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What’s my itch?

By June 7, 2018 May 22nd, 2020 No Comments

Regular giving recruitment is tough. Often it feels like face-to-face or nothing. For many this is true. For some there are alternatives.

What if you had something of value to offer members of the public? Important information that satisfies an urge (let’s call it an ‘itch’), that also provides an opportunity to contact that person, fulfil delivery of the information they’ve requested, and then using that follow up phone call as an opportunity, tell them more about the problems you solve and ask them to support regularly?

But it isn’t for everyone. To see if this is right for you, ask yourself the following questions.

Do you have an ‘itch and scratch’?

Nope, this doesn’t refer to a bad case of chicken pox or ringworm. A good ‘value exchange’ proposition will acknowledge the prospect’s anxiety over a certain issue (i.e. the ‘itch’) and provide a solution to alleviate that anxiety (you got it, the ‘scratch’).

RSPCA’s Pet First Aid Guide is a great example of this. The itch is a pet owner’s concern that they might be unprepared for an emergency situation (e.g. choking) and that they won’t know what to do to save their pet’s life.

The scratch is provided in a small and comprehensive Pet First Aid Guide, which outlines a few common pet emergencies and first aid principles. All the important information is contained in one place, and can be easily carried and used by pet owners if they are out and about, or when they have no access to the Internet.

How strong is your ‘itch’?

Do I absolutely need it? A pet owner would probably argue yes: it’s critical I know what to do if my dog is choking or bitten by a venomous snake. Successful campaigns of this type need to include ‘must have’ information, not simply a ‘nice to have’.RSPCA have recruited around 16,000 regular givers over the past three years, with around 170,000 guides being fulfilled to Aussie households.Proving the guide really is a ‘must have’, they’ve also received countless testimonials from people who have shared beautiful stories about how the information has helped them and their furry friends, in many instances literally saving lives.

Do enough people want it?

With a population of just 25m in Australia, think about whether enough people are likely to need what you’re offering. If not, the numbers likely won’t stack up.Consider the following:

  • 70% of Aussie households own a pet.
  • 50% of the population are women
  • Everyone in Australia is exposed to melanoma

Why are these statements important? Because each of them uncovers some insight into an itch that could be scratched. Whether that’s providing first aid for Aussie pets, giving away tips on how to regularly self-check for breast cancer (see example below) or helping reduce the incidence of skin cancer, all are issues that affect enough of the Australian population.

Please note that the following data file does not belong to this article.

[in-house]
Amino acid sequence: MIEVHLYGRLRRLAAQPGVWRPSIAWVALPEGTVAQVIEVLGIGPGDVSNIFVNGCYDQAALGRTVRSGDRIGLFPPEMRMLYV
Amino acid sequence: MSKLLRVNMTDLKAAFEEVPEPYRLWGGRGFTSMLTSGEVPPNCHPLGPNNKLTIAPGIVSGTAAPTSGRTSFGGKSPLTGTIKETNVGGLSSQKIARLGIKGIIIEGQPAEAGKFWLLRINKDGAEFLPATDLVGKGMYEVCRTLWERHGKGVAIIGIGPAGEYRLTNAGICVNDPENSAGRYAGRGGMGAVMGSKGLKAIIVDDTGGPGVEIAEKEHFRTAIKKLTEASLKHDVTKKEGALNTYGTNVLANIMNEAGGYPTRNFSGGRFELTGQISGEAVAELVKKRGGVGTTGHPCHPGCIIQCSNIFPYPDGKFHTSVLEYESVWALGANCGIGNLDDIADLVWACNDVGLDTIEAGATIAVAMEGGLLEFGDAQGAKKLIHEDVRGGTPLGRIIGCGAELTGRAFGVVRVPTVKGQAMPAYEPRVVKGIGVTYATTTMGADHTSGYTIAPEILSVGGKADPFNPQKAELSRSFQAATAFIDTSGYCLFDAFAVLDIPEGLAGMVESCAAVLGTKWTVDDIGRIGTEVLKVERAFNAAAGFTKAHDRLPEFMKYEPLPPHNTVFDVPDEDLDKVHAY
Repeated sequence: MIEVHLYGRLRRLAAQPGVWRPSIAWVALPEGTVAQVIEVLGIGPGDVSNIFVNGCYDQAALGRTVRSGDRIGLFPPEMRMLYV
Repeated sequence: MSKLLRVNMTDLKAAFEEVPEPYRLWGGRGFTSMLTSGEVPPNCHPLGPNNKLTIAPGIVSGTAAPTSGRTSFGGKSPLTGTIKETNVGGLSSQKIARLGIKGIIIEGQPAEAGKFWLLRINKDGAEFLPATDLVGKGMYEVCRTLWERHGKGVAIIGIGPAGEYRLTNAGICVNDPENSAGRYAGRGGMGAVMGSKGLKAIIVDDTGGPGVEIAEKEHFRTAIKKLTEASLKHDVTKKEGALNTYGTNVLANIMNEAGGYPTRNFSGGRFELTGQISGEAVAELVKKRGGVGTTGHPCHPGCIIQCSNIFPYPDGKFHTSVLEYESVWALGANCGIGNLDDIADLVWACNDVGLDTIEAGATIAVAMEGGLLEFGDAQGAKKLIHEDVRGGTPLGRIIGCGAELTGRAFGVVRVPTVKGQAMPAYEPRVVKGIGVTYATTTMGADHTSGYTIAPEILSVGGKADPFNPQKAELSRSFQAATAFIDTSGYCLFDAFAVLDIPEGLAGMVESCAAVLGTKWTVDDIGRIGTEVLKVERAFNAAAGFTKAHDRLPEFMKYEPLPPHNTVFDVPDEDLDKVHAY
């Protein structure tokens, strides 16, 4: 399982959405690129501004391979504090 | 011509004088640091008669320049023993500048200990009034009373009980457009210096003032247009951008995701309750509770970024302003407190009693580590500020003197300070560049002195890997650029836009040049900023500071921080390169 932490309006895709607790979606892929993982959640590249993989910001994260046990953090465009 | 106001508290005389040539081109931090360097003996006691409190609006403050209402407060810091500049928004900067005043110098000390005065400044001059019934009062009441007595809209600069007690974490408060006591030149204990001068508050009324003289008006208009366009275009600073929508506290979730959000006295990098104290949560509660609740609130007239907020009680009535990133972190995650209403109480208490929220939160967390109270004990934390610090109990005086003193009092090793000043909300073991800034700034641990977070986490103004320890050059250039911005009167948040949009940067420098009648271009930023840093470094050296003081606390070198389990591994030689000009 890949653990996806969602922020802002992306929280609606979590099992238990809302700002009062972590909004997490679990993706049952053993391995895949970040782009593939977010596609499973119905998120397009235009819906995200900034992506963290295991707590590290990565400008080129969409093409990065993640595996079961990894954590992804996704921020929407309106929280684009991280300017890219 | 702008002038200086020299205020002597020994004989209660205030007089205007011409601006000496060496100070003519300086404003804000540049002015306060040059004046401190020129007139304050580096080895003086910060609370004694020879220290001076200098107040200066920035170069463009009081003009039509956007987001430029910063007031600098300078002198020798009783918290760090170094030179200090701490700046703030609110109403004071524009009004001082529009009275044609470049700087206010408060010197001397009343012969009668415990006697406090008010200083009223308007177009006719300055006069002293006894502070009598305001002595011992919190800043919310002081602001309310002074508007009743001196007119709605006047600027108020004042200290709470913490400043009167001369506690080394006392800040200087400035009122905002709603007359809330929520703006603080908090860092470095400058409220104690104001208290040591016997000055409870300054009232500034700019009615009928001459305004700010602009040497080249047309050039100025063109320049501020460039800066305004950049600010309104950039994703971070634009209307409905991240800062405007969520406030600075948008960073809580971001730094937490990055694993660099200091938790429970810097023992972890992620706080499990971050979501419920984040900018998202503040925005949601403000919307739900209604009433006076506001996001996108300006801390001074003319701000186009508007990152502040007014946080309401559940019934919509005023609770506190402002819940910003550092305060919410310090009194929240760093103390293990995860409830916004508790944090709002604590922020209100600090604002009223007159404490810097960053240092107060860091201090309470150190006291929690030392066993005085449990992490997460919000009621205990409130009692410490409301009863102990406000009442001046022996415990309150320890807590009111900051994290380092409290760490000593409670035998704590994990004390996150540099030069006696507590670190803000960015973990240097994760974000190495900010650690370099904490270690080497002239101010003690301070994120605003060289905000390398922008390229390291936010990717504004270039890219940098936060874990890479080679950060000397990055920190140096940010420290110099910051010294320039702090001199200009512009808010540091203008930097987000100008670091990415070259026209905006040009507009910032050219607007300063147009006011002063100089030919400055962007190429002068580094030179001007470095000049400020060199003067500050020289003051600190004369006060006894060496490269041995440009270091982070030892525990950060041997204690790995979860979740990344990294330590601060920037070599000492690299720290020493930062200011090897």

Cancer Council Queensland’s 5 signs campaign

Are you getting people at the right time?  

Dwell time is key here. Am I exposed to the ad repeatedly (your twice daily work commute on the train), or at a time when I’d otherwise be trawling Facebook or channel surfing?

Winners: direct response TV, out of home advertising (specifically transit as above but also shopping centres; yes ladies, you text a lot when using the toilet), digital (mainly Facebook, emailing prospects, sticking it on your website, getting others to promote it for you).

Waste of time: digital screens (they move), ferries (much more exciting things to see), bus shelters (people are infuriated at how late their bus is) and anything that seems too good to be true/free (it is too good to be true/free for a reason).


And lastly, is this a core part of what you do? 

The offer to present should reflect part of what your charity does. In the case of the Pet First Aid Guide, this falls within RSPCA’s mission to educate pet owners across Australia about animal welfare and safety.

Whilst not essential, it certainly helps if this is a core part of what you do, being able to draw a strong link between the information you provide and the charity’s key purpose will ensure the telephone call is natural and smooth in comparison to other fundraising calls.

Is there a value exchange campaign staring me in the face?

Use the above as a checklist. If you’re unsure on any of them, probably not. But if you can raise your hands and shout ‘yes’ to all of these questions, stick them up there and give yourself a whoot-whoot, because you can move onto the next phase of the campaign: getting on with it!

Amanda Nguyen

About Amanda Nguyen